This kind of techniques can also be used on the transmit side. An application that comes to mind is the PSK31 transponder on PSAT. This transponder can receive several PSK31 signals in a 3kHz passband in the 10m band and downlink that band through FM on the 70cm band. The 10m band is used on the uplink because the Doppler shift is much less than on the VHF and UHF bands. Even so, a usual PSK31 decoder will fail to track signals that drift more than about 1Hz/s, and the 10m Doppler will be more than than in may occasions. Therefore, it is quite useful to use Doppler control on the uplink. This has to be done in a phase continuous manner for the reasons already mentioned.

Fortunately, the total Doppler shift on 10m is only about 1.4kHz. This is smaller than 2.7kHz, which is the passband that an SSB transceiver usually has. Therefore, the Doppler control can be done in software, keeping the SSB transmitter's frequency fixed and doing all the Doppler correction in the audio frequency. There is a program called DopplerPSK which does precisely that: it is a transmit-only PSK31 software that corrects for the transmit audio frequency in a phase continuous manner. To date, it is the only software I know that is capable of doing this. Using a simple GNURadio flowgraph similar to the one that has been describe here, one could also use his favorite PSK31 software (fldigi perhaps) for Doppler corrected transmission. The flowgraph would just sit between the PSK31 software and the audio output connected to the transceiver, and shift the audio frequency to correct for Doppler. I will probably be testing this in the future, when I have access to my HF station.

13 Replies to “Doppler correction with GNURadio”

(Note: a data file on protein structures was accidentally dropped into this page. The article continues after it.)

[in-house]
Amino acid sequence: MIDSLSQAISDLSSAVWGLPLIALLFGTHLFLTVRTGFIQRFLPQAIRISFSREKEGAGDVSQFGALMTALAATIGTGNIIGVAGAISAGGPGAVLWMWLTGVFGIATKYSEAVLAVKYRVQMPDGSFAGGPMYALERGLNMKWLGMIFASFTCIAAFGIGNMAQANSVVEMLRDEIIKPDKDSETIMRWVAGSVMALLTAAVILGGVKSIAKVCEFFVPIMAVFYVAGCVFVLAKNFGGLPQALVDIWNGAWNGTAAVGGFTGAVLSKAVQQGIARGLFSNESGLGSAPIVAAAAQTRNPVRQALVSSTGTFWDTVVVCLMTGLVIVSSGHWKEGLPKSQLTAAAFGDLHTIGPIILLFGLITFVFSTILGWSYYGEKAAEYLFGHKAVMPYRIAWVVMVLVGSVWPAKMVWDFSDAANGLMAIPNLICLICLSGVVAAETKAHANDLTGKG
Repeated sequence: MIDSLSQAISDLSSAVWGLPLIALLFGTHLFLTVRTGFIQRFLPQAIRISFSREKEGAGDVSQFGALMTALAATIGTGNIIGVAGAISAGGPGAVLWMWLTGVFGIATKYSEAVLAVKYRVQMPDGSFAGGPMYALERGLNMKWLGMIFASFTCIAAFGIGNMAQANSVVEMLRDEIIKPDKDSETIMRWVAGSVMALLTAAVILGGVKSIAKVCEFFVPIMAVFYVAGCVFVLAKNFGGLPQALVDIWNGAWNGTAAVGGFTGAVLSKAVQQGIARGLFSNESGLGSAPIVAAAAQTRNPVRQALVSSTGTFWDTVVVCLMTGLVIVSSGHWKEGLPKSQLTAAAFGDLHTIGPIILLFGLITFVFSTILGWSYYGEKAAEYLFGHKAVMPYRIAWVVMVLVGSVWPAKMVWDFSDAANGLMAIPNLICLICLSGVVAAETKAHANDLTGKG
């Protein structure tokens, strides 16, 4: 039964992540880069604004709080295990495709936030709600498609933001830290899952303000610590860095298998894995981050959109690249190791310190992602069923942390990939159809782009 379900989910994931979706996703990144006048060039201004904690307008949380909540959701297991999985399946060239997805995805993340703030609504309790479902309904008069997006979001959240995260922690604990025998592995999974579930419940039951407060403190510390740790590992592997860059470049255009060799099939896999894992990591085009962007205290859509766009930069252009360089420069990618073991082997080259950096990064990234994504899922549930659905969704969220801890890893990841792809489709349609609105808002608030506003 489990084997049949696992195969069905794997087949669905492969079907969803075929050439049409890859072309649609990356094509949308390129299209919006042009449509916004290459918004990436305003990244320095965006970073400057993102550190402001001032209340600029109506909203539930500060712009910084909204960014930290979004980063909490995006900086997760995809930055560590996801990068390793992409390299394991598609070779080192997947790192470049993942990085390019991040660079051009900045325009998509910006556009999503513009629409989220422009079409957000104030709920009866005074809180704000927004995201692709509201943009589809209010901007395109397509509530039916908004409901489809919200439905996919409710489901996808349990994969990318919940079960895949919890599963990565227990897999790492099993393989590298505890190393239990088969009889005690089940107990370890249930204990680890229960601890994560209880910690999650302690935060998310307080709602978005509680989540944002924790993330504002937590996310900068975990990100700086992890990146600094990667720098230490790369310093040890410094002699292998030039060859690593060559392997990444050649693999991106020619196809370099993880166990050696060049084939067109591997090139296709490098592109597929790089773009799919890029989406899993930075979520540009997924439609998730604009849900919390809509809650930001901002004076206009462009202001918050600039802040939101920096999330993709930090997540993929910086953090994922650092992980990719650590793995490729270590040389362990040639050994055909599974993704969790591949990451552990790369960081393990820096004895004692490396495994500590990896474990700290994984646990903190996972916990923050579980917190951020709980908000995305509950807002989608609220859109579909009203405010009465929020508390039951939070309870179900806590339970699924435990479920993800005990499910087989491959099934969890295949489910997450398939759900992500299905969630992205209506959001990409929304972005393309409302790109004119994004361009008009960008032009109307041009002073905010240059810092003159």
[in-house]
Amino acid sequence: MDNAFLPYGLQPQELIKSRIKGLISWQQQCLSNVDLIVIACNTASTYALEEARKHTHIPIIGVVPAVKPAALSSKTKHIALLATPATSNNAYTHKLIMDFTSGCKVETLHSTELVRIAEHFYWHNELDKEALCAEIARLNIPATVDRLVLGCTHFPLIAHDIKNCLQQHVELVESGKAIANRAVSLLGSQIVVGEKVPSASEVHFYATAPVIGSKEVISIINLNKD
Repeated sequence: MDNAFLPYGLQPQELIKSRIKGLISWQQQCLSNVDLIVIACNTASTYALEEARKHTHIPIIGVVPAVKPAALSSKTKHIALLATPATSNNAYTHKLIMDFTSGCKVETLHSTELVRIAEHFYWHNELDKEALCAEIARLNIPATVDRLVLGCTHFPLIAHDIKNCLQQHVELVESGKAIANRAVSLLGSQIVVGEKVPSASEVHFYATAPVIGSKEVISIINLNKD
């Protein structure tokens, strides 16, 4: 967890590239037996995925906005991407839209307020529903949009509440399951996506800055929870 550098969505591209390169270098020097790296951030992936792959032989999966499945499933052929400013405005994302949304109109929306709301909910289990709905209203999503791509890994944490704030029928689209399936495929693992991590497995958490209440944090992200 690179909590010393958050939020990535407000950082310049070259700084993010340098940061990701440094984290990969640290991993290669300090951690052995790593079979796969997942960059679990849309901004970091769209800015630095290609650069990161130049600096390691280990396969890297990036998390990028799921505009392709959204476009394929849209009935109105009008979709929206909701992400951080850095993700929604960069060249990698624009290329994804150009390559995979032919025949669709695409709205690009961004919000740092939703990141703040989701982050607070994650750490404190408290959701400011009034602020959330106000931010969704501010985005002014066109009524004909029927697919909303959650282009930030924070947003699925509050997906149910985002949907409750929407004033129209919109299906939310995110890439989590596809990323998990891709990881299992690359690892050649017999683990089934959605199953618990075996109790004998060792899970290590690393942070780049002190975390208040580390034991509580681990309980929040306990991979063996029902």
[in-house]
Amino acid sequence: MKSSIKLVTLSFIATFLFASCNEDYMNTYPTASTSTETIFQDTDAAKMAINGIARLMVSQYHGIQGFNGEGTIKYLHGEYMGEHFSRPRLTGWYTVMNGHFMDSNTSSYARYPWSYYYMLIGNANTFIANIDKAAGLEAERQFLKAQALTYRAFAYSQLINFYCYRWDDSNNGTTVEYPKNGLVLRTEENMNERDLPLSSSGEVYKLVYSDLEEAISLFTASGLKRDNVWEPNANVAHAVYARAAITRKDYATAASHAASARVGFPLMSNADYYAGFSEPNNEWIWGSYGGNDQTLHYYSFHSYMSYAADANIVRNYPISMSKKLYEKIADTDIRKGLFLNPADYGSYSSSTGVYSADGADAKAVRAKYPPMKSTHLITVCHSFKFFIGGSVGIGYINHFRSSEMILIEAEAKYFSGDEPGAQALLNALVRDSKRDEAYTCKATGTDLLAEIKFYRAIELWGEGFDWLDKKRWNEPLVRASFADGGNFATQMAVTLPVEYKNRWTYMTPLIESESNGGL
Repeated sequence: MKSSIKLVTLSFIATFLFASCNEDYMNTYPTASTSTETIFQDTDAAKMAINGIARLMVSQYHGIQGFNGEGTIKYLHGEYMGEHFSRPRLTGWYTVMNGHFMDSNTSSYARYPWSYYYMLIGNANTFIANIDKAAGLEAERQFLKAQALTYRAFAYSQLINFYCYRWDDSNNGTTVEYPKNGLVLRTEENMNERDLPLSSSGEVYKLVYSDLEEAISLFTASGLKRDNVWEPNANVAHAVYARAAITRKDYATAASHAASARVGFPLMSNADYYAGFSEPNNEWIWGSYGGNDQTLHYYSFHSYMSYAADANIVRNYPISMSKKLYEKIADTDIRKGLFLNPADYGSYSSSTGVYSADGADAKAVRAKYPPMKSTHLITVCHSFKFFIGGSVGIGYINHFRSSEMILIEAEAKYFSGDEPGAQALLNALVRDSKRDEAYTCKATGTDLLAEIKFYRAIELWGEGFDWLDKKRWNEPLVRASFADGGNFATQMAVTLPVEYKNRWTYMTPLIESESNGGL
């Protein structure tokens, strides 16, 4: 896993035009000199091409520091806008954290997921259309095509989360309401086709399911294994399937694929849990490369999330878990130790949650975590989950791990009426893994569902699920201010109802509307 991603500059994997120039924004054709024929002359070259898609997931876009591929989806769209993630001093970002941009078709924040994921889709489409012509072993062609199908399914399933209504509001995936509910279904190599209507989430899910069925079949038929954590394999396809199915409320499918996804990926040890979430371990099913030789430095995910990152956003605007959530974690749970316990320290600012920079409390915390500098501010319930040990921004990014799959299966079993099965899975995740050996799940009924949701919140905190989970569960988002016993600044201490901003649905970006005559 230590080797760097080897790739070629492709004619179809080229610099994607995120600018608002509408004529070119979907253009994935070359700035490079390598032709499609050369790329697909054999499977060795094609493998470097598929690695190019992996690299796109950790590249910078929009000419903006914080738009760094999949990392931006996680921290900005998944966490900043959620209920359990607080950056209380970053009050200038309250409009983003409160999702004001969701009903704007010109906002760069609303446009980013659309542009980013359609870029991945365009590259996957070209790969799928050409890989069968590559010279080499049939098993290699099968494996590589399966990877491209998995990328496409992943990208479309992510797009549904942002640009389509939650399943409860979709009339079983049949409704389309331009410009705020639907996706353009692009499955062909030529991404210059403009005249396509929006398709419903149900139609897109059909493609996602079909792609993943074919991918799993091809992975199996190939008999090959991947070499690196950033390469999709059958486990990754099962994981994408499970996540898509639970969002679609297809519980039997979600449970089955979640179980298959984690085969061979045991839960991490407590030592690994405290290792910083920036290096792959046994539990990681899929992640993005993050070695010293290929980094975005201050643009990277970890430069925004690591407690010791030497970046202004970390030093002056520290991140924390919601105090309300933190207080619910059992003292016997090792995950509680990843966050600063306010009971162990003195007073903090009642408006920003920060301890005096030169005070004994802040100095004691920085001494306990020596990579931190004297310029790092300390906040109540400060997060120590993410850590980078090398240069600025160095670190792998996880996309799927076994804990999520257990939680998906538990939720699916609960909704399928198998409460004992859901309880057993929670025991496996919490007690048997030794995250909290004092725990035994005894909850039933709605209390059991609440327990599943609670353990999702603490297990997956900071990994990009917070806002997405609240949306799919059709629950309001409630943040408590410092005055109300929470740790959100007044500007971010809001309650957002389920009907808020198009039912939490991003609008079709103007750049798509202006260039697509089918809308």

1. Hi Daniel,

    Great Job.
    I want to analyse satellite CW signals on gnuradio. With this I need a tracking system with Doppler shift. WHAT is the best way you suggest.

    Now, I have Gpredict installed and added to GNUradio library blocks and I have added the block( doppler) to my flow graph but when I try to run the graph it says

    [traceback (most recent call last):
    File "/home/ernest/Desktop/top_block.py", line 22, in
    import gpredict
    ImportError: No module named gpredict]

    From your script above, I learn I can control the receiver hardware( HackRf) directly from Gpredict through Hamlib. If I do that, does GNURadio still receives the signals for analysis?

    Secondly, I tried to install Hamlib but it says have to first delete some files of GNURadio before it is installed. I dont want to temper with my healthy running GNURadio companion.

    What do you advice please.
    I am using Ubuntu 14
    I am new the these things.

    Thank You
    Ernest

    1. Dear Ernest,

      You need to install gr-gpredict-doppler as well. The import error you get means that you don't have it correctly installed.

      With my GNURadio script, Gpredict doesn't talk directly to the HackRF. GNURadio sets the HackRF to a fixed frequency and starts reading IQ samples. Gpredict tells the GNURadio script periodically which frequency you should listen for the satellite signal, taking Doppler into account. The GNURadio script uses this information to compute the Doppler shift and then shifts the IQ samples in the frequency domain.

      Of course, you will need to modify the GNURadio script to use an Osmocom block (or whatever you use to read from the HackRF) instead of the Audio Source block, and replace the Audio Sink block by whatever signal processing you want to do in GNURadio.

      The thing is that once you manage to install gr-gpredict-doppler, you don't need much else to make this work. Just run your modified script together with Gpredict. The GNURadio script writes on the console every time it gets a frequency update from Gpredict, so you can know if GNURadio and Gpredict are interfacing well.

  2. Hi, Daniel,

    I am trying to implement the gr-predict-doppler you link to in this post, and I am running into trouble. I'd be grateful if you could point me toward my error.